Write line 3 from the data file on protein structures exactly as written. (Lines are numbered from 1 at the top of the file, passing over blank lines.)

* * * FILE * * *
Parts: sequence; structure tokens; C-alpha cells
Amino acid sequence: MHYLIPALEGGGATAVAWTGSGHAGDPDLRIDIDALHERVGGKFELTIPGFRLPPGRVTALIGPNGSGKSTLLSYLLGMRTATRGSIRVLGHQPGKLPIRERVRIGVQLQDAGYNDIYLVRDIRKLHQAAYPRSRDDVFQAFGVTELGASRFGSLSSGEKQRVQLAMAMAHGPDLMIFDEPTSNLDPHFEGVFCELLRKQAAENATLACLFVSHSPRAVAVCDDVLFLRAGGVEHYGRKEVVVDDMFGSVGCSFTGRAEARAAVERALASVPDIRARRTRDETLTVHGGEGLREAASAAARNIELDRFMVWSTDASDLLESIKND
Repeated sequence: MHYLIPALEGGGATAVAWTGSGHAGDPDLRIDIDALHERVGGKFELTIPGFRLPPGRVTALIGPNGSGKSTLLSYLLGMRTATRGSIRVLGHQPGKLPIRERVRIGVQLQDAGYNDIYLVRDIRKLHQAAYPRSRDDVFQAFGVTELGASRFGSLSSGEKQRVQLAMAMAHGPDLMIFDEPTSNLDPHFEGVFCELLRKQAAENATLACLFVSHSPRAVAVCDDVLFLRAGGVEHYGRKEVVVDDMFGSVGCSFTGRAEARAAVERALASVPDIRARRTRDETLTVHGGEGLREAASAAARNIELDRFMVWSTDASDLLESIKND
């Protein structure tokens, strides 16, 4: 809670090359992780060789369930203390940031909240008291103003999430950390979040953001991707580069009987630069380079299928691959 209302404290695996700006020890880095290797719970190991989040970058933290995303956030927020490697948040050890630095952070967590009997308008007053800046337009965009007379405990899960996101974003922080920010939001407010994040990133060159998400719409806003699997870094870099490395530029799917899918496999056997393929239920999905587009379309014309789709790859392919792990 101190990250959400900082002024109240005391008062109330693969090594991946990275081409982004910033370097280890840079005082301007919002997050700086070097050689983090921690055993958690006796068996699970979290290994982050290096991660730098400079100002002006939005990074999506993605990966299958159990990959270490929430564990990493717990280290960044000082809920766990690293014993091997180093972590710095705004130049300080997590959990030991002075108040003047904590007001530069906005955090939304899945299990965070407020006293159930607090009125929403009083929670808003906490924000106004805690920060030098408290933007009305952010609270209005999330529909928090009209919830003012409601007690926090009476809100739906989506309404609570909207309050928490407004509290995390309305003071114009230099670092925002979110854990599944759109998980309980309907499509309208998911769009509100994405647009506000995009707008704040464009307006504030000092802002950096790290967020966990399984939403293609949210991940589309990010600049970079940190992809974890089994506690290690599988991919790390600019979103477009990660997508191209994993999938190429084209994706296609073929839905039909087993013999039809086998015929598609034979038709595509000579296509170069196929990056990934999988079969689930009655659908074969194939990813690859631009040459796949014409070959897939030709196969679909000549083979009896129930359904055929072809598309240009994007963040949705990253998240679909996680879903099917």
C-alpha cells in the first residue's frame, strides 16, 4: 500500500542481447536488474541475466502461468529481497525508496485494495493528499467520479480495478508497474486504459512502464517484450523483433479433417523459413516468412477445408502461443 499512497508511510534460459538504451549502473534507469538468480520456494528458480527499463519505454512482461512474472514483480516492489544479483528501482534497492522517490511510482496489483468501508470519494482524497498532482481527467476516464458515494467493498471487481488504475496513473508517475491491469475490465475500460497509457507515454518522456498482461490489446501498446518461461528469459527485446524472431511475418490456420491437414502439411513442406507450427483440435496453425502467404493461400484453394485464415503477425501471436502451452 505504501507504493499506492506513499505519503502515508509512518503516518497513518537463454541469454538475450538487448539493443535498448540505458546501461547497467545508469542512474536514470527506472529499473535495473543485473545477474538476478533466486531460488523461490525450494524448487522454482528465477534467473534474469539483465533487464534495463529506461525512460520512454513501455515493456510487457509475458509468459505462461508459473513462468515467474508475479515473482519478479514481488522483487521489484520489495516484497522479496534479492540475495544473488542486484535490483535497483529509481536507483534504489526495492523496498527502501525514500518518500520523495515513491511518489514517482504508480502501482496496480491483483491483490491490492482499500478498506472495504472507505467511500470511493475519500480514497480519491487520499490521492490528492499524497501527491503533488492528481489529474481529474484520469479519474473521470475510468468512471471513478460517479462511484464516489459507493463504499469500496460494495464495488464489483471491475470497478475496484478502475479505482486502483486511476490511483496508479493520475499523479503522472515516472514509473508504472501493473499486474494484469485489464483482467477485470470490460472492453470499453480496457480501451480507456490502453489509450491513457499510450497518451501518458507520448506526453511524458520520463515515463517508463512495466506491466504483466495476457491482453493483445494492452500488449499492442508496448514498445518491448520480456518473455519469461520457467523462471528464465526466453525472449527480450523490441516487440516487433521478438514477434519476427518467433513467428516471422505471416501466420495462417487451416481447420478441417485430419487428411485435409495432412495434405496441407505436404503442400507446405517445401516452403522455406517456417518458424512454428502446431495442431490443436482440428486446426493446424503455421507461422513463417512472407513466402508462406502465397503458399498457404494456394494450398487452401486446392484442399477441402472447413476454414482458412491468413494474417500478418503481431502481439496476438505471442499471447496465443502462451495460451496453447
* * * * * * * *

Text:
Repeated sequence: MHYLIPALEGGGATAVAWTGSGHAGDPDLRIDIDALHERVGGKFELTIPGFRLPPGRVTALIGPNGSGKSTLLSYLLGMRTATRGSIRVLGHQPGKLPIRERVRIGVQLQDAGYNDIYLVRDIRKLHQAAYPRSRDDVFQAFGVTELGASRFGSLSSGEKQRVQLAMAMAHGPDLMIFDEPTSNLDPHFEGVFCELLRKQAAENATLACLFVSHSPRAVAVCDDVLFLRAGGVEHYGRKEVVVDDMFGSVGCSFTGRAEARAAVERALASVPDIRARRTRDETLTVHGGEGLREAASAAARNIELDRFMVWSTDASDLLESIKND